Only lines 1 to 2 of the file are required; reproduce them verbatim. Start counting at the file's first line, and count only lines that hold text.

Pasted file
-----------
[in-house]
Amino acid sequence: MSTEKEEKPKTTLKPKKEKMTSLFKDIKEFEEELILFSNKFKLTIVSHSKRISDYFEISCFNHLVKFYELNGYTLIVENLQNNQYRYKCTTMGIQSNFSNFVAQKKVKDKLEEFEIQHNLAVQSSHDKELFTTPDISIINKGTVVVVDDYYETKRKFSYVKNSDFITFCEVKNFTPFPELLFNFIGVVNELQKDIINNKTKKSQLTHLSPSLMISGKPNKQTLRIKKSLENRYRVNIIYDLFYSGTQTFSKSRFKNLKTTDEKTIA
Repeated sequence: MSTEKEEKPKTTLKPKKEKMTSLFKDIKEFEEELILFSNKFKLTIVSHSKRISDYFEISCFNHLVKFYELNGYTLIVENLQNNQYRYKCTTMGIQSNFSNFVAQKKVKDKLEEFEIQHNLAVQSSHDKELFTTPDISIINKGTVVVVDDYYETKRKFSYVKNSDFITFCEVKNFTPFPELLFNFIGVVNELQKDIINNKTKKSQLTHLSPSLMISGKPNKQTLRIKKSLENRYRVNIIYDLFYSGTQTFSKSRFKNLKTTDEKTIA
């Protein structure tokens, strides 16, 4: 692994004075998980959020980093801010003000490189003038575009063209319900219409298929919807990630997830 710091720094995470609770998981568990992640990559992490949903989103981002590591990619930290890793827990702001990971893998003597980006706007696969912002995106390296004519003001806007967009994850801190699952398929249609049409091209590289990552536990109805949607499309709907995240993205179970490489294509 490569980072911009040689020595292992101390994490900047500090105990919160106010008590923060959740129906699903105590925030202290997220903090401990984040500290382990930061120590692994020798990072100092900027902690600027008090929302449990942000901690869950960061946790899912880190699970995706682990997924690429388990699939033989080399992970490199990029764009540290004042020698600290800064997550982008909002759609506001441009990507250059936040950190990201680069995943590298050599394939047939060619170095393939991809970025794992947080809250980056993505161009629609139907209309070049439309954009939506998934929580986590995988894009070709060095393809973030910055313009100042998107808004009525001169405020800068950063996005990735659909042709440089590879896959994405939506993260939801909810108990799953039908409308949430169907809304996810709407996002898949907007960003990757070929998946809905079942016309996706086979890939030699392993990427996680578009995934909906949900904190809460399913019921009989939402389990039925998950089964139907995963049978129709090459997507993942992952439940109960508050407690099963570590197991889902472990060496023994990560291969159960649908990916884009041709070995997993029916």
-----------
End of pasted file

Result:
[in-house]
Amino acid sequence: MSTEKEEKPKTTLKPKKEKMTSLFKDIKEFEEELILFSNKFKLTIVSHSKRISDYFEISCFNHLVKFYELNGYTLIVENLQNNQYRYKCTTMGIQSNFSNFVAQKKVKDKLEEFEIQHNLAVQSSHDKELFTTPDISIINKGTVVVVDDYYETKRKFSYVKNSDFITFCEVKNFTPFPELLFNFIGVVNELQKDIINNKTKKSQLTHLSPSLMISGKPNKQTLRIKKSLENRYRVNIIYDLFYSGTQTFSKSRFKNLKTTDEKTIA